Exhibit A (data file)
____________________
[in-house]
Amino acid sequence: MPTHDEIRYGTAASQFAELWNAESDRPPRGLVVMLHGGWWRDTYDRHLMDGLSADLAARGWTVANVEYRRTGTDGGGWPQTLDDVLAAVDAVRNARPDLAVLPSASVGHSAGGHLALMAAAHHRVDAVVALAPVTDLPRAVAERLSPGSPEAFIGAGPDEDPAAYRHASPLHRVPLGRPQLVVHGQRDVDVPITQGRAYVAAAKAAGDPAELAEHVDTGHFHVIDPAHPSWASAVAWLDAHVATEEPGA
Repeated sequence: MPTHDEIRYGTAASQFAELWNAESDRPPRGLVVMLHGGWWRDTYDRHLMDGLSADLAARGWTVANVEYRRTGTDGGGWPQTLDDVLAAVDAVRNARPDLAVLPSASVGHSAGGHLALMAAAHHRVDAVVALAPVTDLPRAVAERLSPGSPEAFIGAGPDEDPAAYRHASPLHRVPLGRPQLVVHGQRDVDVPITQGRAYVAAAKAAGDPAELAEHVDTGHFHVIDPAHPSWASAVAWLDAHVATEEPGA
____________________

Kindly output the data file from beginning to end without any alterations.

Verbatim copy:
[in-house]
Amino acid sequence: MPTHDEIRYGTAASQFAELWNAESDRPPRGLVVMLHGGWWRDTYDRHLMDGLSADLAARGWTVANVEYRRTGTDGGGWPQTLDDVLAAVDAVRNARPDLAVLPSASVGHSAGGHLALMAAAHHRVDAVVALAPVTDLPRAVAERLSPGSPEAFIGAGPDEDPAAYRHASPLHRVPLGRPQLVVHGQRDVDVPITQGRAYVAAAKAAGDPAELAEHVDTGHFHVIDPAHPSWASAVAWLDAHVATEEPGA
Repeated sequence: MPTHDEIRYGTAASQFAELWNAESDRPPRGLVVMLHGGWWRDTYDRHLMDGLSADLAARGWTVANVEYRRTGTDGGGWPQTLDDVLAAVDAVRNARPDLAVLPSASVGHSAGGHLALMAAAHHRVDAVVALAPVTDLPRAVAERLSPGSPEAFIGAGPDEDPAAYRHASPLHRVPLGRPQLVVHGQRDVDVPITQGRAYVAAAKAAGDPAELAEHVDTGHFHVIDPAHPSWASAVAWLDAHVATEEPGA